Last week, many of us participated in the 2016 MOR Leaders Conference, Reimagining IT as University Needs and Technology Evolve. There we were encouraged to think about our university’s IT and what it could become. And, we were asked to identify one idea that we each could take action on? I want to take this question one step further: What skill or competency or practice do you need to develop or strengthen in order to take that one action?
Erika Andersen, author and founding partner of Proteus International, points out, as did the MOR Conference, that the world we’re now in is at a point of rapid change. The obvious implication is that you cannot rely solely on your current knowledge and expertise to even keep up, much less to advance either personally or organizationally. So, then, how do you go about identifying areas in which personal development will yield a good return on the investment of your time and effort?
Jim Collins, in his book Good to Great, introduced the “hedgehog” concept*. For the hedgehog, the concept is survival. For an organization, it’s being as great an organization as it can be. Collins’ research found that great organizations focus on three things: First, what drives their economic engine. Second, what they can be best at. And, third, what they are most passionate about.
Anderson, in her consulting work, has concluded that this framework is also good at helping an individual figure out what he or she needs to do to be great.
How might this work for you?
1. Driving the economic engine: The word “economic” creates an immediate obstacle to those of us in academia as universities don't see themselves as having a profit motive. Collins recognized this in his monograph, Good to Great and the Social Sectors, and there talks in terms of resources of all kinds. Anderson suggests that here we focus on organizational success asking the question “How can you grow in a way that will help the organization succeed?” What specifically do you need to learn to enable your organization to be successful at reimagining IT at your university? Is it learning to automate routine processes, thus saving staff time and resources? Is it learning how to provision compute and storage resources for faculty research in the cloud instead of on stand-alone, locally-maintained machines? Is it improving your skills at building relationships? Communicating? Developing staff? All of these might improve the success of your organization.
2. Best at: After you make a list of what you might work on that would be of value to your organization, think about what is on the list that you could really become excellent at. One way of approaching this is to look at what you are good at now. If I'm good at building relationships within my organization and I enjoy helping people, could I step that up to building relationships with faculty and helping them better use technology in their teaching and research? If I’m good at organizing things, could I learn to be a first-rate project manager?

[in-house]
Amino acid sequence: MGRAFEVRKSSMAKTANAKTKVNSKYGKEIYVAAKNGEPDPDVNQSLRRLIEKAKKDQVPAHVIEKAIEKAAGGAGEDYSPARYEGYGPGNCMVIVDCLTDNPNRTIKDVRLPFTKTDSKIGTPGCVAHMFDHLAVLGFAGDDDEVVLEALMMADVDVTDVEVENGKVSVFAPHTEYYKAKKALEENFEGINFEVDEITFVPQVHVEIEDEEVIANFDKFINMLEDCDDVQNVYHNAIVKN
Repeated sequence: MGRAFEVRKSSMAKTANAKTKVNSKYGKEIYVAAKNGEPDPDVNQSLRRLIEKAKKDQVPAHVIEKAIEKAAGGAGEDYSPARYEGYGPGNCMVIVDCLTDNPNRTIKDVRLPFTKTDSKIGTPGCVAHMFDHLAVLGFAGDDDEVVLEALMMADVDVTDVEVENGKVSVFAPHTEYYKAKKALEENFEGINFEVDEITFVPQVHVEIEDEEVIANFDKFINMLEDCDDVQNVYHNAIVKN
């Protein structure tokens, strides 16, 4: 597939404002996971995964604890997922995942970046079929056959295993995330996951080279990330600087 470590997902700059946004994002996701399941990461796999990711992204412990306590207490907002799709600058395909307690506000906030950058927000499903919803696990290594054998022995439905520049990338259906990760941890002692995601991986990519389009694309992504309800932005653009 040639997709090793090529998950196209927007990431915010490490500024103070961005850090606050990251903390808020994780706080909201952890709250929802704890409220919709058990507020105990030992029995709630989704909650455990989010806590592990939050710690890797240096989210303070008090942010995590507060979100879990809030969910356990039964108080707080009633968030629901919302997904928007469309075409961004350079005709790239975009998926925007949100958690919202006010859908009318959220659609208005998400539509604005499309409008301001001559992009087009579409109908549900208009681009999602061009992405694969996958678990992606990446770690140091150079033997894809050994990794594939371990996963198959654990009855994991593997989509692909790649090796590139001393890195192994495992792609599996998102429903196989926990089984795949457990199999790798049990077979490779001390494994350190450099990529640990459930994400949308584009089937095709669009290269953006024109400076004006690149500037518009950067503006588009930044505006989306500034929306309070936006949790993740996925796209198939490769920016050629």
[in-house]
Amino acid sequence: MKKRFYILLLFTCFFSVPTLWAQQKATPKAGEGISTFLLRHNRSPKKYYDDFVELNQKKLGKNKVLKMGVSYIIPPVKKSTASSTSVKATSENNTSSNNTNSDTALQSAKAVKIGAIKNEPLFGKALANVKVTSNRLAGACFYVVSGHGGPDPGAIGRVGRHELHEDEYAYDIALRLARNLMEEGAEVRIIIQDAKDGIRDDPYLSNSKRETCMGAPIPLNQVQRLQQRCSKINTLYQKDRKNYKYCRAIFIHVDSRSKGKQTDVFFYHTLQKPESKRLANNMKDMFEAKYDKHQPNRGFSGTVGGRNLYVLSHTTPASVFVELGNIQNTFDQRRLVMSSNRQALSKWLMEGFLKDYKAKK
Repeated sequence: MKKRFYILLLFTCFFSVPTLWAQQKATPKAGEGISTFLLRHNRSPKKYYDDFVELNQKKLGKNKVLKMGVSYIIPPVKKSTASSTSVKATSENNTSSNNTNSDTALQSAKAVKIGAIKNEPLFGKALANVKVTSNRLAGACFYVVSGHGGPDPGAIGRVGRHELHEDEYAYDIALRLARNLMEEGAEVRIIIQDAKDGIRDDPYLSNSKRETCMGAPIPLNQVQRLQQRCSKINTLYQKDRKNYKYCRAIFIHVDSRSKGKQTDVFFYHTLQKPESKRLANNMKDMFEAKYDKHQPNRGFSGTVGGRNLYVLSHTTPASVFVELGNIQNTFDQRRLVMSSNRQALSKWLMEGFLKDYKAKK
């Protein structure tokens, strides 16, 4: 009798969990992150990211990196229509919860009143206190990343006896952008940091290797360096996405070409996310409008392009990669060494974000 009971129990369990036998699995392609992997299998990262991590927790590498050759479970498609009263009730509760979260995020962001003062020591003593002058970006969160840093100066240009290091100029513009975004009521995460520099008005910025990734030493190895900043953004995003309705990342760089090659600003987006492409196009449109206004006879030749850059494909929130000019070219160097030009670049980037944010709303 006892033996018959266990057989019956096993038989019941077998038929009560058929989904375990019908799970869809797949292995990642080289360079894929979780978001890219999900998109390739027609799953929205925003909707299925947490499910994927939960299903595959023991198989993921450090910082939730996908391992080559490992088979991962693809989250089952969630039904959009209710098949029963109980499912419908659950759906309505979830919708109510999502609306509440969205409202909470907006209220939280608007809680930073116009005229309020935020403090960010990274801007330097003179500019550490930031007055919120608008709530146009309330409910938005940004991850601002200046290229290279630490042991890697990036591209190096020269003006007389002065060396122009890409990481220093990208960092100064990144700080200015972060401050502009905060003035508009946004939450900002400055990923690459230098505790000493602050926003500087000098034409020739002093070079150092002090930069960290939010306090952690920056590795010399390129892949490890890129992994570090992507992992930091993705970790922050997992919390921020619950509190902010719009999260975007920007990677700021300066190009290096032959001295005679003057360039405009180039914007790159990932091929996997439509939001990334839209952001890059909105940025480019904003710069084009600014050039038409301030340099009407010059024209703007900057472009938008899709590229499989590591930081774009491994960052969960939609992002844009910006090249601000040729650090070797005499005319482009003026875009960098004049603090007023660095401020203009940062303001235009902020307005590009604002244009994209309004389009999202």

3. Passionate at: Once you have developed a sense of where your potential strengths match with useful areas for organizational development, you have to be really honest with yourself and ask how interested you are in the hard work of further developing yourself in each of those areas. Say you’ve identified three skills that would significantly help your organizational unit be more successful than it currently is. And, with hard work, you believe you could become much better than you are. Which one do you select to work on? Take time to envision what success would look like in each instance, how hard you’d have to work to be very good, and how rewarding it would be to your organization, your team, and you. Ask yourself, how do these areas speak to your passions?
Anderson closes her essay by writing: “The key is to focus on skills that will propel your organization forward, that play to your strengths, and that you feel passionate about learning.”
So, the time is now, the choice is yours. What are you working on now, or plan to work on, to learn or become better at? If you are not now working on something, you are most likely actually drifting slowly behind. That might be something you need to change.
I trust that you’ll make this week a great one. . . . jim
* The fox knows many things, but the hedgehog knows one big thing.
– Archilochus, 700 BC
Jim Bruce is a Senior Fellow and Executive Coach at MOR Associates, and Professor of Electrical Engineering, Emeritus, and CIO, Emeritus, at the Massachusetts Institute of Technology, Cambridge, MA.
Erika Andersen, How to Decide What Skill to Work on Next, Harvard Business Review, January 2016.
Jim Collins, Good to Great, Harper Business, 2001.
Jim Collins, Good to Great and the Social Sectors, Jim Collins, 2005.
Sir Isaiah Berlin, The Fox and the Hedgehog, Simon & Schuster, New York, 1953.